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This Week in Leadership
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Talk about bad timing—really bad timing. Just as business leaders thought they could start thinking about a new normal, a different kind of reality began to set in.
Reports trickled in that the regions and countries that had loosened restrictions were seeing more infections. Then there were the public health officials warning Congress on live TV about the risks of rapid reopenings and the lack of a timetable for a vaccine.
Welcome to facing up to a harsh fact that all those reports about a second, more destructive wave of coronavirus—a repeat of the Spanish flu pandemic of 1918—may not just be doomsayer talk. And while no one can predict this nightmarish scenario, experts say it’s time for leaders to face up to the possibility—and to be ready. “When a business experiences trauma, historically leaders hunker down and continue what they have always done, and that’s not going to work,” says Alida Al-Saadi, a Korn Ferry senior client partner who specializes in life sciences. “Many organizations just want to go back, but there is no going back.”
Indeed, even without a second wave, most agree that society and business may not return to normal for quite some time, if at all. This means that leaders should not think of the coronavirus crisis as a single event but rather a recurring disruption to which they will need to adapt quickly and continually. “What if you don’t get on a plane in 2020? What if there is no meeting the customer?” says Dennis Baltzley, global solution leader for Korn Ferry’s Leadership Development practice. “A second wave is going to make those things a lot more real.”
A potential second wave will also amplify the challenges of the current pandemic, experts say. Although people will be more prepared—practically—they will also be more exhausted, less focused, and more apprehensive. “‘Here we go again’ is going to be a fatiguing moment for everyone in an organization,” says Mark Royal, senior director for Korn Ferry Advisory. The key, Royal adds, is to get workers engaged now by showing empathy, overcommunicating, reducing formal meetings, and encouraging informal conversations to spur innovation and ideas.
For her part, Jane Stevenson, global leader for Korn Ferry’s CEO Succession practice and vice chair of the firm’s Board and CEO Services practice, says leaders today will need to manage the balance between the upside and downside of reopening economies, finding ways to minimize the risks while nimbly moving forward. “The most effective leaders are those who are able to find opportunity in the challenge,” Stevenson says. “We need leaders who have the judgment, courage, tenacity, and agility to create clarity in a time of confusion.”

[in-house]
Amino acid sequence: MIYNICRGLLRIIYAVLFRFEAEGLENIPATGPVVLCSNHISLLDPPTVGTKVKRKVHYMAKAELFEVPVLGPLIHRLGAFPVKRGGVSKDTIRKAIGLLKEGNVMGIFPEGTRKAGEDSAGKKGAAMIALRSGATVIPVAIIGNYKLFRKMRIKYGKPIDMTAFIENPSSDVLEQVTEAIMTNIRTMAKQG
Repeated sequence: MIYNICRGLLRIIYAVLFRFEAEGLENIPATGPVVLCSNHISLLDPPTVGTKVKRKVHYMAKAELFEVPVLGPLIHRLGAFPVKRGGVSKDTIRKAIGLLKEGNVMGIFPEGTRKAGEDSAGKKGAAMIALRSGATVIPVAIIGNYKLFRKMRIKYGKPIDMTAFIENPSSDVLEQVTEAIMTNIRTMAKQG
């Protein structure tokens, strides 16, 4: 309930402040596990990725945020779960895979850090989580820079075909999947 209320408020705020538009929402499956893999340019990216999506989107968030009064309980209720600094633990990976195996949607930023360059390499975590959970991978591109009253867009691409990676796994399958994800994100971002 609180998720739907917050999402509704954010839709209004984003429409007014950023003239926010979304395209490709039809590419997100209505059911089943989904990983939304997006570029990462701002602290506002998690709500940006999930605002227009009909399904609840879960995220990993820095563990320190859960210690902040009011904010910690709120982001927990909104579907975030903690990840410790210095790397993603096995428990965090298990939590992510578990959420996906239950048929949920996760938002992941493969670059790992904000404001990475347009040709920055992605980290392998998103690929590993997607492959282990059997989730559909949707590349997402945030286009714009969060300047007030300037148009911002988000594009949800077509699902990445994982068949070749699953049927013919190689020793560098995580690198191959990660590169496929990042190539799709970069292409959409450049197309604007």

To be sure, another lockdown amid a second wave could further damage an already fragile global economy. After all, regions easing current restrictions are doing so in order to revive businesses and curtail further job losses (unemployment, for many countries, have hit record highs; in the United States alone, the rate skyrocketed to nearly 15% in a matter of weeks). A second shutdown, some investors and analysts predict, will only sink economies into a prolonged depression.
Still, as some countries renew restrictions following an uptick in new cases, businesses may indeed find themselves contending with a future lockdown. Organizations then would do well to prepare for that possibility today in order to survive tomorrow, experts say. This could mean setting aside cash, reskilling or redeploying talent, evolving the business model, or creating a more elastic supply chain. “Leaders should have scenario and contingency plans as to what to do if the virus comes back in force soon, down the road, or never,” as well as for different levels of public health measures, including shutdowns, that might result," says Melissa Swift, global leader of Korn Ferry’s Digital Transformation practice.
These plans, experts say, should reflect the lessons leaders have drawn from the current pandemic—otherwise, organizations will find themselves back at square one. “You have to double down on things you’ve just learned,” Baltzley says. “You can’t just go back to the way things were.”